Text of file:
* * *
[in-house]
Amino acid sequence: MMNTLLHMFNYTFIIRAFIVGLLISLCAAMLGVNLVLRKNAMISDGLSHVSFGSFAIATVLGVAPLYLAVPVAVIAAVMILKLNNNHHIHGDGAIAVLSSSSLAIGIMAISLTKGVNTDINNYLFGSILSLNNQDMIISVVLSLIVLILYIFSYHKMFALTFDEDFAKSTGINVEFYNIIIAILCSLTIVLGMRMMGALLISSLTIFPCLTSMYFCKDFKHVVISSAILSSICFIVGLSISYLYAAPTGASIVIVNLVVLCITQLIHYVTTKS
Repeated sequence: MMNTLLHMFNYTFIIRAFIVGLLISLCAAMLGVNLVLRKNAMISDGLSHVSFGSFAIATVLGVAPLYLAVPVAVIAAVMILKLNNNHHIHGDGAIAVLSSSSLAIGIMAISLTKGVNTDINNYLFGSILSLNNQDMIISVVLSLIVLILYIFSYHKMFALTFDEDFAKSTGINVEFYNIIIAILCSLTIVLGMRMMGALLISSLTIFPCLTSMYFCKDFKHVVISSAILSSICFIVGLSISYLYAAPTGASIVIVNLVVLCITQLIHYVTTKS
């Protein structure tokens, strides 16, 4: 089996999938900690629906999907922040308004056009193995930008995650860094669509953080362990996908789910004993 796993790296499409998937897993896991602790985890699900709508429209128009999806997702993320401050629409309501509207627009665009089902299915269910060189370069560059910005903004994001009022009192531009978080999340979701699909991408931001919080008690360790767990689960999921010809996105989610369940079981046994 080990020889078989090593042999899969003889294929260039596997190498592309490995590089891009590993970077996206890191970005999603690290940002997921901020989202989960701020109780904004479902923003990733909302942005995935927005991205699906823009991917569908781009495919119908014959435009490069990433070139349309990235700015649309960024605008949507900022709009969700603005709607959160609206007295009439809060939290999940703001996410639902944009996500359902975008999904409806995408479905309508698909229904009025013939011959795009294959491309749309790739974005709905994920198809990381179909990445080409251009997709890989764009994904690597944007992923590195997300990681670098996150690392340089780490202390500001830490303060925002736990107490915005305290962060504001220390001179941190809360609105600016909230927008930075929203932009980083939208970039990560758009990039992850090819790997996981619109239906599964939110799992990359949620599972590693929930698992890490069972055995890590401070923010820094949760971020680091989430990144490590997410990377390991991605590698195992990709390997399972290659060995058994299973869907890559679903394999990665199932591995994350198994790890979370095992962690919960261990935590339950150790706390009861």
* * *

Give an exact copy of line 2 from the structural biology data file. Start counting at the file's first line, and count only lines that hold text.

Amino acid sequence: MMNTLLHMFNYTFIIRAFIVGLLISLCAAMLGVNLVLRKNAMISDGLSHVSFGSFAIATVLGVAPLYLAVPVAVIAAVMILKLNNNHHIHGDGAIAVLSSSSLAIGIMAISLTKGVNTDINNYLFGSILSLNNQDMIISVVLSLIVLILYIFSYHKMFALTFDEDFAKSTGINVEFYNIIIAILCSLTIVLGMRMMGALLISSLTIFPCLTSMYFCKDFKHVVISSAILSSICFIVGLSISYLYAAPTGASIVIVNLVVLCITQLIHYVTTKS